In flashback, Whitehall forces someone to touch the obelisk, which turns the man into a charred corpse. But Whitehall’s next victim resists the obelisk’s killing powers. Then, decades later, Whitehall sees that the woman hasn’t aged. So he dissects her to find out her secret (the camera showing needles drawing out fluids and doctors ripping off skin and weighing organs). Her corpse is later dropped in the forest and found by her mourning husband.
A fight between Grant Ward and his brother, Christian, results in shovel smacks and tree thumps. (Christian’s face ends up covered in blood.) Later, a reporter details how Christian was found dead, along with his mother and father, in the flaming wreckage of their home. A man interrogated by S.H.I.E.L.D. ally Morse smashes his head against a table, breaking a cyanide capsule embedded in his cheekbone. (The suicide attempt doesn’t work.) People are shot. Someone has an artery cut, leading to bloody battlefield surgery.
Morse and Hunter (who were once married) kiss passionately and strip off their shirts before ducking into a vehicle to have sex. We hear a reference to a story involving a gift from above brought by angels; Whitehall alleges that the “angels” in the story are aliens, bearing the obelisk. Characters say “h—” five or six times, “d–n” twice and “b–tard” once. God’s name is misused.
“End of the Beginning”
In this episode—which takes place right before the events of Captain America: The Winter Soldier turn the world of S.H.I.E.L.D. upside down—Coulson and Co. are in search of the Clairvoyant, an evildoer who seems to know every move they make before they’re made, and his cyborg protector Mike Peterson (aka Deathlok). But after Deathlok leads them to the Clairvoyant, and Ward decides to kill the supposed psychic instead of taking him in, Coulson suddenly fears that all is not what it seems. Turns out, the Clairvoyant might not have been psychic after all—just someone with supersecurity clearance (and certainly not the guy Ward shot).
S.H.I.E.L.D.’s been compromised!
We see Ward kill a man who is supposedly in a vegetative state. (Blood stains the man’s shirt.) Deathlok installs a new piece of equipment on his person—a weaponized wristband that painfully melds itself with his body. He throws an agent around and stomps on the guy’s chest, leaving him in critical condition. We see grotesque burns. Lots of guns are fired (with several rounds hitting Deathlok to no apparent affect). Walls and columns are blown up. A man blasts through a ceiling and jumps several stories.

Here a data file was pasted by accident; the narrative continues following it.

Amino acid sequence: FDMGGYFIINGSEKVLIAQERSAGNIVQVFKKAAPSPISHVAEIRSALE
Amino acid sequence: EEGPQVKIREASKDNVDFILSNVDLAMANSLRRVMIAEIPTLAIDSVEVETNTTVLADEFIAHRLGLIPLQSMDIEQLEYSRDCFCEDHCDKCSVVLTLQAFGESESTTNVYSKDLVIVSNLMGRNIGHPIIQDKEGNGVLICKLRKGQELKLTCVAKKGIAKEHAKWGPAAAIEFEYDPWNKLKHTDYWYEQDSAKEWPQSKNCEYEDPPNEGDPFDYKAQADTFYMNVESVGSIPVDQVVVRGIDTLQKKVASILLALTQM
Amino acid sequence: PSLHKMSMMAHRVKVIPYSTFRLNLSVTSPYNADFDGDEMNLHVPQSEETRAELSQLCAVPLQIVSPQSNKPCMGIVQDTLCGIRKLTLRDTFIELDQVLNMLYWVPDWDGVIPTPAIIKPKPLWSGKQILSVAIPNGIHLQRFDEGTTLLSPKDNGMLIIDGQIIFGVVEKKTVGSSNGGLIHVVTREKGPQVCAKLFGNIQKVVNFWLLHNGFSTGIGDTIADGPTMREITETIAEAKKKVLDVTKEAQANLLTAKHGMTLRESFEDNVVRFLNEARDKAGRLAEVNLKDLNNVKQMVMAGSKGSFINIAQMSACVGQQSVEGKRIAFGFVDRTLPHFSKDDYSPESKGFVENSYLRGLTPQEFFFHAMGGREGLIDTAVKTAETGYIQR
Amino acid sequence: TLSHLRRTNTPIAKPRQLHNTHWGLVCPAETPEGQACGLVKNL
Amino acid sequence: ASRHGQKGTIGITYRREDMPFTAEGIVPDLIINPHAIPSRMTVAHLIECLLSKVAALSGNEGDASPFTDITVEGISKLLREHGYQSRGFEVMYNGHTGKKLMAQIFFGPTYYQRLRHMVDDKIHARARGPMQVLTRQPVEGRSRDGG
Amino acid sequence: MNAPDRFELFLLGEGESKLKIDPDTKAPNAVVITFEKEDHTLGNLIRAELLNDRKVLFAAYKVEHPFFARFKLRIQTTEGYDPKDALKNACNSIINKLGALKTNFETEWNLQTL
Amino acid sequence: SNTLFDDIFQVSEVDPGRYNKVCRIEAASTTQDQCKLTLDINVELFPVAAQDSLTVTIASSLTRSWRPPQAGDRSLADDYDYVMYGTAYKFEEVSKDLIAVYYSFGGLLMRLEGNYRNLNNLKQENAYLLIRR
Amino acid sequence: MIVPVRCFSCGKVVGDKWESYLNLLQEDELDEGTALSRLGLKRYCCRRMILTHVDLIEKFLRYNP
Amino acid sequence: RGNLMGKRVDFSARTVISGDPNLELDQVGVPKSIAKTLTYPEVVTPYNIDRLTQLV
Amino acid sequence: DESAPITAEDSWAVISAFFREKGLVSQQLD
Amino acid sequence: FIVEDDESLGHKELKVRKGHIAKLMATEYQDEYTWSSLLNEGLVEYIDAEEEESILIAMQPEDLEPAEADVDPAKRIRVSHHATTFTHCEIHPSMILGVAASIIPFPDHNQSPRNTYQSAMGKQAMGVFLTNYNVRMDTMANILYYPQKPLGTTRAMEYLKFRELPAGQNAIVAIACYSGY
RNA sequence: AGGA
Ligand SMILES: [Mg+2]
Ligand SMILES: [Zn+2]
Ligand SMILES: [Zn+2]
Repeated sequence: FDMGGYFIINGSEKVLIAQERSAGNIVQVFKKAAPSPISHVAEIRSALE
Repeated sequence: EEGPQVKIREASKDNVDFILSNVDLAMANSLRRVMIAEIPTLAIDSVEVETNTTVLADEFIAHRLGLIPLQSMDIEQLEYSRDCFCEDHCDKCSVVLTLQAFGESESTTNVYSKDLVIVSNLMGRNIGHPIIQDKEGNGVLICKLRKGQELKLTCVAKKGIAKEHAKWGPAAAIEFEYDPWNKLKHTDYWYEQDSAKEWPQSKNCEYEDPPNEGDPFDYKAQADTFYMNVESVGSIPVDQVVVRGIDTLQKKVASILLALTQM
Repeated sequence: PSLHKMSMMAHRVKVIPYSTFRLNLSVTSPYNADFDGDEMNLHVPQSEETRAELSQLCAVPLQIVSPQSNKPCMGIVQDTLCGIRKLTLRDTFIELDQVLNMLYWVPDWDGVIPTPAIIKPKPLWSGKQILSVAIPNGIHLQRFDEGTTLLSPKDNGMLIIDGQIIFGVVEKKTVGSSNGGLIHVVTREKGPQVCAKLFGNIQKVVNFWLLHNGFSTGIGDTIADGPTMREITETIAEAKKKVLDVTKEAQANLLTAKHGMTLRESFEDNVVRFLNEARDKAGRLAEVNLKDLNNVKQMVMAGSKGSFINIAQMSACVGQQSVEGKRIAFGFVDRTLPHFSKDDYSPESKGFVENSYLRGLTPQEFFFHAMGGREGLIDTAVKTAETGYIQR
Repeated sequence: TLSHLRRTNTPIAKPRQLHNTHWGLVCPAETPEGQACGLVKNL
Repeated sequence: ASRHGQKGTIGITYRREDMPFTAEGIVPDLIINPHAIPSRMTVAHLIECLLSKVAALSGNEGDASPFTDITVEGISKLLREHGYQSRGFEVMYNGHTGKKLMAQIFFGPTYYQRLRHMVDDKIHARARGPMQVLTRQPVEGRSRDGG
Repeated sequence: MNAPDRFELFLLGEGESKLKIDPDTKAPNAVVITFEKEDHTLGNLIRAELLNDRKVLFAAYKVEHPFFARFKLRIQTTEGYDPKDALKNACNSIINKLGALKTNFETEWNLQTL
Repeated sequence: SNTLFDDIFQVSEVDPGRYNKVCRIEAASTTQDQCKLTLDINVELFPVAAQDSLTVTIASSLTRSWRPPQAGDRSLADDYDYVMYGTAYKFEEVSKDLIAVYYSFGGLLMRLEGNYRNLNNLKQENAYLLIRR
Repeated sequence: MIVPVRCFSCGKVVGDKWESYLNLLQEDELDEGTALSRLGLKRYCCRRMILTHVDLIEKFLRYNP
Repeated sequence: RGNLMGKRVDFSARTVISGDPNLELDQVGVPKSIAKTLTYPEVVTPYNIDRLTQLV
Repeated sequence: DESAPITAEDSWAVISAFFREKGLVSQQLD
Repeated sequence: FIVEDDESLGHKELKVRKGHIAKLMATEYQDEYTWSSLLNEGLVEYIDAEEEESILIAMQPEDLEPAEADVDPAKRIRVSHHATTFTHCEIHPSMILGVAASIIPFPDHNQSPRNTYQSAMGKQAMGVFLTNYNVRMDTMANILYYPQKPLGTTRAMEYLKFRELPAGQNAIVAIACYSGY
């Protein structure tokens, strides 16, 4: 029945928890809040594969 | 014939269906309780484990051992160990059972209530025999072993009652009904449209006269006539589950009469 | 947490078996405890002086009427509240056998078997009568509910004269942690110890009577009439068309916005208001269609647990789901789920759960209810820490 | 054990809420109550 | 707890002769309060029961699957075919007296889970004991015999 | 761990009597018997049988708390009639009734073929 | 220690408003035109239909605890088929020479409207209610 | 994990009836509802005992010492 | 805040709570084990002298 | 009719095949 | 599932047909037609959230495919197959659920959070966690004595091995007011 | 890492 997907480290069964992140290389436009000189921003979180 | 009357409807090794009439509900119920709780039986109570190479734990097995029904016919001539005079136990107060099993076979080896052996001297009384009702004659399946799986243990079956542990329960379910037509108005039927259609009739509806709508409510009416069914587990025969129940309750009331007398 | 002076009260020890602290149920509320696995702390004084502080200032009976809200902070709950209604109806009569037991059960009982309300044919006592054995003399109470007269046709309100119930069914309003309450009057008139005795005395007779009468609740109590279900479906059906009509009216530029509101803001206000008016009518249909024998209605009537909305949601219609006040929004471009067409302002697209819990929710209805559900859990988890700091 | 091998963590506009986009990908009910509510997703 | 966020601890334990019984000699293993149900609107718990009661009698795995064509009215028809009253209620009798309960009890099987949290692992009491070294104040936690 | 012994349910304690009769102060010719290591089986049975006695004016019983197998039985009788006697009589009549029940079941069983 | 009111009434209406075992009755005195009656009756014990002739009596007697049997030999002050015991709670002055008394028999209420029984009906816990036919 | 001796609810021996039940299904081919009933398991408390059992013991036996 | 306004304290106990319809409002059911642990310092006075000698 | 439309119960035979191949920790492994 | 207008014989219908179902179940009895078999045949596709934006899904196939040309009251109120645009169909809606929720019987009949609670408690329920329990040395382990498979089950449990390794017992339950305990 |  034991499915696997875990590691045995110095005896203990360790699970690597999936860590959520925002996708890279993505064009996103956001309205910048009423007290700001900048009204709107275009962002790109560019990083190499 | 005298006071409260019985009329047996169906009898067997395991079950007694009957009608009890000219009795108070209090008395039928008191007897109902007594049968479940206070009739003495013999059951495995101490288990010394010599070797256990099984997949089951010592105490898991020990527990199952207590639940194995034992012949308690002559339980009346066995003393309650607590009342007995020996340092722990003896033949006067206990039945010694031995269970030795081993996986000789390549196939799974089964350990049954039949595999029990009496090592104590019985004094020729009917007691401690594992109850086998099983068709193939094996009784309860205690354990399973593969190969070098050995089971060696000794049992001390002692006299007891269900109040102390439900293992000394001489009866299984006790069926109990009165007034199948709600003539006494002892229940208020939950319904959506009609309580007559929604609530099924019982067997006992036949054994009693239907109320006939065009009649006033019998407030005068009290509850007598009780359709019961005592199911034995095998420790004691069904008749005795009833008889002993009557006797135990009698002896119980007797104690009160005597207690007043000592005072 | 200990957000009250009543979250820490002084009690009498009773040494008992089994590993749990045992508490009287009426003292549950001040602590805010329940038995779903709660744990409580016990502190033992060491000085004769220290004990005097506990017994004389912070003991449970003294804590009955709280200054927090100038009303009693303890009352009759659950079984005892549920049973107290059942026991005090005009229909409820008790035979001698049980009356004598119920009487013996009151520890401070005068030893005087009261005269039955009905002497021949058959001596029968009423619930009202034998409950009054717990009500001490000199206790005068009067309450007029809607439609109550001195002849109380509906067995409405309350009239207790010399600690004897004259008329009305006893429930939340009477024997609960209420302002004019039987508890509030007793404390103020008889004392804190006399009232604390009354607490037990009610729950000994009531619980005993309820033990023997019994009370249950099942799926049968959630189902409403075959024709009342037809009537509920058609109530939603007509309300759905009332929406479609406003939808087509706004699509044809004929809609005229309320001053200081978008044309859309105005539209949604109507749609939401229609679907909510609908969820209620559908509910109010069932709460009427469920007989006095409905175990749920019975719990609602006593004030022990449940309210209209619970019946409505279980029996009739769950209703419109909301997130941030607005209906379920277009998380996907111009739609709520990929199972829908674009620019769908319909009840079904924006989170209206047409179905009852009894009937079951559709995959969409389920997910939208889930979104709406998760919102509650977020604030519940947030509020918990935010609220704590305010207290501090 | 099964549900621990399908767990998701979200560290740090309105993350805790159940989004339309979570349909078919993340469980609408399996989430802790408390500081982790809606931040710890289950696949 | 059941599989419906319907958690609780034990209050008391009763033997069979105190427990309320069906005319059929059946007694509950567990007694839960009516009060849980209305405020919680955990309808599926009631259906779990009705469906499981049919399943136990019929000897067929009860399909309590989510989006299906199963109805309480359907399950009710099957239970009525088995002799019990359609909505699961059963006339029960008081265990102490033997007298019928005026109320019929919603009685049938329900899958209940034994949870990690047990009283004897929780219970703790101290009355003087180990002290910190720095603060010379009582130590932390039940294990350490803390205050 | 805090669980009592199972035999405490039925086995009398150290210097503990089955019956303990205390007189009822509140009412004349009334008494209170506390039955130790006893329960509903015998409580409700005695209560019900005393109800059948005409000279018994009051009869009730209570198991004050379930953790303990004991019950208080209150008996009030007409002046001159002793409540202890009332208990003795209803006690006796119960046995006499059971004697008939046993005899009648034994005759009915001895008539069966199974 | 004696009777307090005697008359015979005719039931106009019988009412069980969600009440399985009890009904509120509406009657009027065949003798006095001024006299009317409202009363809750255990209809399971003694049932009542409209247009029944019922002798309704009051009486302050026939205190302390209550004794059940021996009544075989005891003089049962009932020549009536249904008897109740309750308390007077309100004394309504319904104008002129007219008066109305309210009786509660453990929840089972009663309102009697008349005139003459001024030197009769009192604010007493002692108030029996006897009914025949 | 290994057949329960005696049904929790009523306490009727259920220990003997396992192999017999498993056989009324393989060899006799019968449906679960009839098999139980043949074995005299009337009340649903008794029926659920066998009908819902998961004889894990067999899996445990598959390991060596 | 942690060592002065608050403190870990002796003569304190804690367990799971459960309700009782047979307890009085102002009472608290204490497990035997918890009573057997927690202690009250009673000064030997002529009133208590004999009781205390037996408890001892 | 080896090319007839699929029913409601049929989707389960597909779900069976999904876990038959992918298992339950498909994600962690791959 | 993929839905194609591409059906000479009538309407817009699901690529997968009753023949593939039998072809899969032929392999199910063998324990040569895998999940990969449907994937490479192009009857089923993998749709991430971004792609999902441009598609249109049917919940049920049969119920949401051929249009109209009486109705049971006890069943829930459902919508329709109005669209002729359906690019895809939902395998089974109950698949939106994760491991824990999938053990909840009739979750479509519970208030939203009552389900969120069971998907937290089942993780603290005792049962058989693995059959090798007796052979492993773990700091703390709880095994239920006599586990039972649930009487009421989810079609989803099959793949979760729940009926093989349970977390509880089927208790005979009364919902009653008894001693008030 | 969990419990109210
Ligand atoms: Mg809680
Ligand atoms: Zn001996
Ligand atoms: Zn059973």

Wine is poured, and someone tries to recall how much he drank when he was in his 30s. Duplicity is more the rule than the exception. An agent speculates as to what another’s zodiac sign might be. We hear “p‑‑‑,” “d‑‑n” and “a‑‑” once or twice each, and “h‑‑‑” a half-dozen times. God’s name is misused.
A killing explosion rocks the top floor of a building, and a man imbued with artificial superpowers climbs up and saves a woman from the inferno. In a later slo-mo simulation, we see a man exploding (which sounds far more gross than what’s seen onscreen). A charred, nearly skeletonized body lays on the floor of the laboratory. The men infected with superpowers glow underneath their skin when they’re in danger of blowing up. A man is shot in the shoulder and plummets from a great height. He survives and is later shot in the forehead with a heavy tranquilizer. Agents and others get into fights: Fists fly, blenders are thrown and drawers are used as shields (without all the cool periods). An agent is injected with truth serum.
Women show cleavage and suggestive double entendres are said. Coulson mentions that he drank mai tais in Tahiti, and Simmons is seen downing a beer. Someone mistakes a picture of a porcupine for feces. Characters say “b‑‑ch” (twice), “h‑‑‑” (three or four times) and “a‑‑” (not quite fully once). God’s name is misused a small handful of times.
Speaking of God, Agent Hill refers to Thor as a god. When someone says that, technically, Thor is not a god, Hill responds, “Well, you haven’t been near his arms.” Coulson says he saw a “white light” when he was on the edge of life and death.
Paul Asay has been part of the Plugged In staff since 2007, watching and reviewing roughly 15 quintillion movies and television shows. He’s written for a number of other publications, too, including Time, The Washington Post and Christianity Today. The author of several books, Paul loves to find spirituality in unexpected places, including popular entertainment, and he loves all things superhero. His vices include James Bond films, Mountain Dew and terrible B-grade movies. He’s married, has two children and a neurotic dog, runs marathons on occasion and hopes to someday own his own tuxedo. Feel free to follow him on Twitter @AsayPaul.